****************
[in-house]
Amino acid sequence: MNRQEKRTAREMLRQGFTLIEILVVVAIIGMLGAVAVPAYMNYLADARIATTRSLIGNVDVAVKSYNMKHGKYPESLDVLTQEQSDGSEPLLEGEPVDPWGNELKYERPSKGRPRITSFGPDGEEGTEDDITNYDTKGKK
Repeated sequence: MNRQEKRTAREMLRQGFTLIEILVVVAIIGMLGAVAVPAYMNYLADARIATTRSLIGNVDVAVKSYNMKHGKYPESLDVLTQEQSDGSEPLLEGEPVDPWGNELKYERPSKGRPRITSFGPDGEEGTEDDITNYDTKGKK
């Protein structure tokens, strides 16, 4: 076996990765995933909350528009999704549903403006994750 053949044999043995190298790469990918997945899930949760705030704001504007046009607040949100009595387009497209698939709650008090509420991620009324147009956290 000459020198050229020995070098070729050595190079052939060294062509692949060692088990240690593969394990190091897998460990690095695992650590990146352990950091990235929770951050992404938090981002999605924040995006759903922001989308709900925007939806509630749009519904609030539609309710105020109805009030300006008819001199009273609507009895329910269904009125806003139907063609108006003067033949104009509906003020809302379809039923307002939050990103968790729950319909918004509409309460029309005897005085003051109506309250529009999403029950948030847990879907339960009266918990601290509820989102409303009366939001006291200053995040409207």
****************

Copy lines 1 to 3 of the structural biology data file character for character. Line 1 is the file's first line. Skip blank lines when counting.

[in-house]
Amino acid sequence: MNRQEKRTAREMLRQGFTLIEILVVVAIIGMLGAVAVPAYMNYLADARIATTRSLIGNVDVAVKSYNMKHGKYPESLDVLTQEQSDGSEPLLEGEPVDPWGNELKYERPSKGRPRITSFGPDGEEGTEDDITNYDTKGKK
Repeated sequence: MNRQEKRTAREMLRQGFTLIEILVVVAIIGMLGAVAVPAYMNYLADARIATTRSLIGNVDVAVKSYNMKHGKYPESLDVLTQEQSDGSEPLLEGEPVDPWGNELKYERPSKGRPRITSFGPDGEEGTEDDITNYDTKGKK